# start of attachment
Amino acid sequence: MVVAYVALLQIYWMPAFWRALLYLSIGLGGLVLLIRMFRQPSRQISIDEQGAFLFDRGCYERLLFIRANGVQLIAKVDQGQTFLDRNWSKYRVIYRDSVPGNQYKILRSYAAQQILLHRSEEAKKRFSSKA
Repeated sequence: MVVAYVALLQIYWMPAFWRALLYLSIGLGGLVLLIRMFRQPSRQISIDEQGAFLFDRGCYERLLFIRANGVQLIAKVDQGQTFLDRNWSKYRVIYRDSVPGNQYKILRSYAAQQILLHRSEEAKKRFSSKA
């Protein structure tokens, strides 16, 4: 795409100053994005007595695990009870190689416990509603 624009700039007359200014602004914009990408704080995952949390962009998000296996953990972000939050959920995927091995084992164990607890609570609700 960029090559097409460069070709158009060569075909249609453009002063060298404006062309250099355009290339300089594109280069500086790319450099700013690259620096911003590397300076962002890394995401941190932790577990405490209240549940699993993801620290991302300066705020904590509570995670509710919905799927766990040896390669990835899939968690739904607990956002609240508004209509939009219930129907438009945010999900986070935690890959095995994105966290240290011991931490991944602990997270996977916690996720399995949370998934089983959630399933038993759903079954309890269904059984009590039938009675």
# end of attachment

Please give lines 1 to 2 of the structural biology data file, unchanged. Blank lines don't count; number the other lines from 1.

Amino acid sequence: MVVAYVALLQIYWMPAFWRALLYLSIGLGGLVLLIRMFRQPSRQISIDEQGAFLFDRGCYERLLFIRANGVQLIAKVDQGQTFLDRNWSKYRVIYRDSVPGNQYKILRSYAAQQILLHRSEEAKKRFSSKA
Repeated sequence: MVVAYVALLQIYWMPAFWRALLYLSIGLGGLVLLIRMFRQPSRQISIDEQGAFLFDRGCYERLLFIRANGVQLIAKVDQGQTFLDRNWSKYRVIYRDSVPGNQYKILRSYAAQQILLHRSEEAKKRFSSKA